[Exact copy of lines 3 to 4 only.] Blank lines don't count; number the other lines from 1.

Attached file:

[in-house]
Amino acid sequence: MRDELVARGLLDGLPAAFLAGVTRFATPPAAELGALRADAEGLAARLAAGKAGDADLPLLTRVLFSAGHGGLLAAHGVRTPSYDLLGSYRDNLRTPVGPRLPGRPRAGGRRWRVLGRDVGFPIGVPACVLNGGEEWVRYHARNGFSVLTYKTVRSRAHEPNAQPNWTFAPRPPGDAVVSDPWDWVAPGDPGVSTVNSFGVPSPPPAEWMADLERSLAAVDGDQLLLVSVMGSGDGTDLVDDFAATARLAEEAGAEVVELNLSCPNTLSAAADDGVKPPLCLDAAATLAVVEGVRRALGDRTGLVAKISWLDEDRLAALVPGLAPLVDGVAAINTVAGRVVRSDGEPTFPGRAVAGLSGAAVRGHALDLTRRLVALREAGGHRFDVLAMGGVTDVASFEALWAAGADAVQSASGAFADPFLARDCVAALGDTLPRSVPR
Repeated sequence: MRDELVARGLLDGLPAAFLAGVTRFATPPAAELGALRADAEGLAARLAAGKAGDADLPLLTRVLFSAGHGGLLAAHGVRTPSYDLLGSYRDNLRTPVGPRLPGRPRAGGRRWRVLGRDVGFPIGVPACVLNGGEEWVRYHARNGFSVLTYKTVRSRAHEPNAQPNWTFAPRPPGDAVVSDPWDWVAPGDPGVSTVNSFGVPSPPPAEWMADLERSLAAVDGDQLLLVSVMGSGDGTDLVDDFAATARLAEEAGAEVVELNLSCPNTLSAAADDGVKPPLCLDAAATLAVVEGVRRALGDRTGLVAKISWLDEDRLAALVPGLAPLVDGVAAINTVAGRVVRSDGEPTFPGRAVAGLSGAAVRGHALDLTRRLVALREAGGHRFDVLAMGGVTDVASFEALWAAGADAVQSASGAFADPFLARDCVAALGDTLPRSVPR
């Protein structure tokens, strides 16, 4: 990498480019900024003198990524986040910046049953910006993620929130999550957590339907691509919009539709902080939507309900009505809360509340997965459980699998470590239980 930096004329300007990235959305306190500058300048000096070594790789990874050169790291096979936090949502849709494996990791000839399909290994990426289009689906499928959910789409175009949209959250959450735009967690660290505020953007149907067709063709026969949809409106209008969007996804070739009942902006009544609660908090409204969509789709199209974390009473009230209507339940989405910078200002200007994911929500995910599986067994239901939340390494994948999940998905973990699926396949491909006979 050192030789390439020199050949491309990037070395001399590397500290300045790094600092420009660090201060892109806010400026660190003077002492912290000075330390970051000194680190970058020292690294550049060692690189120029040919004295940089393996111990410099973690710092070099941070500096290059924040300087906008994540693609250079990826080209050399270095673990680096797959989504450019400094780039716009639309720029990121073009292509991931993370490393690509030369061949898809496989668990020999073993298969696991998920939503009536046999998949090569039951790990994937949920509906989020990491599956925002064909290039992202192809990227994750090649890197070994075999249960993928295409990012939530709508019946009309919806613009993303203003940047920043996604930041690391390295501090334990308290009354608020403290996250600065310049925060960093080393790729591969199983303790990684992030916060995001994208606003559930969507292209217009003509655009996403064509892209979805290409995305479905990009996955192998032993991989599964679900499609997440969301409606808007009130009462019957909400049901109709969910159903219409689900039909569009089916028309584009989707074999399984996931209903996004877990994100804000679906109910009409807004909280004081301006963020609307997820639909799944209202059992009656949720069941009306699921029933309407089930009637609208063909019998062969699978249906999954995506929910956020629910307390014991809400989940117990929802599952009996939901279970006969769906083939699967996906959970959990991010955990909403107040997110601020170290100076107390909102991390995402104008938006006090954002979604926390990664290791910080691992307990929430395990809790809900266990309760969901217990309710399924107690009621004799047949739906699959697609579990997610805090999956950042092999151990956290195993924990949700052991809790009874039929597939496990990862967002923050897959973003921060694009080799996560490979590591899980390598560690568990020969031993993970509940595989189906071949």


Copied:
Repeated sequence: MRDELVARGLLDGLPAAFLAGVTRFATPPAAELGALRADAEGLAARLAAGKAGDADLPLLTRVLFSAGHGGLLAAHGVRTPSYDLLGSYRDNLRTPVGPRLPGRPRAGGRRWRVLGRDVGFPIGVPACVLNGGEEWVRYHARNGFSVLTYKTVRSRAHEPNAQPNWTFAPRPPGDAVVSDPWDWVAPGDPGVSTVNSFGVPSPPPAEWMADLERSLAAVDGDQLLLVSVMGSGDGTDLVDDFAATARLAEEAGAEVVELNLSCPNTLSAAADDGVKPPLCLDAAATLAVVEGVRRALGDRTGLVAKISWLDEDRLAALVPGLAPLVDGVAAINTVAGRVVRSDGEPTFPGRAVAGLSGAAVRGHALDLTRRLVALREAGGHRFDVLAMGGVTDVASFEALWAAGADAVQSASGAFADPFLARDCVAALGDTLPRSVPR
């Protein structure tokens, strides 16, 4: 990498480019900024003198990524986040910046049953910006993620929130999550957590339907691509919009539709902080939507309900009505809360509340997965459980699998470590239980 930096004329300007990235959305306190500058300048000096070594790789990874050169790291096979936090949502849709494996990791000839399909290994990426289009689906499928959910789409175009949209959250959450735009967690660290505020953007149907067709063709026969949809409106209008969007996804070739009942902006009544609660908090409204969509789709199209974390009473009230209507339940989405910078200002200007994911929500995910599986067994239901939340390494994948999940998905973990699926396949491909006979 050192030789390439020199050949491309990037070395001399590397500290300045790094600092420009660090201060892109806010400026660190003077002492912290000075330390970051000194680190970058020292690294550049060692690189120029040919004295940089393996111990410099973690710092070099941070500096290059924040300087906008994540693609250079990826080209050399270095673990680096797959989504450019400094780039716009639309720029990121073009292509991931993370490393690509030369061949898809496989668990020999073993298969696991998920939503009536046999998949090569039951790990994937949920509906989020990491599956925002064909290039992202192809990227994750090649890197070994075999249960993928295409990012939530709508019946009309919806613009993303203003940047920043996604930041690391390295501090334990308290009354608020403290996250600065310049925060960093080393790729591969199983303790990684992030916060995001994208606003559930969507292209217009003509655009996403064509892209979805290409995305479905990009996955192998032993991989599964679900499609997440969301409606808007009130009462019957909400049901109709969910159903219409689900039909569009089916028309584009989707074999399984996931209903996004877990994100804000679906109910009409807004909280004081301006963020609307997820639909799944209202059992009656949720069941009306699921029933309407089930009637609208063909019998062969699978249906999954995506929910956020629910307390014991809400989940117990929802599952009996939901279970006969769906083939699967996906959970959990991010955990909403107040997110601020170290100076107390909102991390995402104008938006006090954002979604926390990664290791910080691992307990929430395990809790809900266990309760969901217990309710399924107690009621004799047949739906699959697609579990997610805090999956950042092999151990956290195993924990949700052991809790009874039929597939496990990862967002923050897959973003921060694009080799996560490979590591899980390598560690568990020969031993993970509940595989189906071949």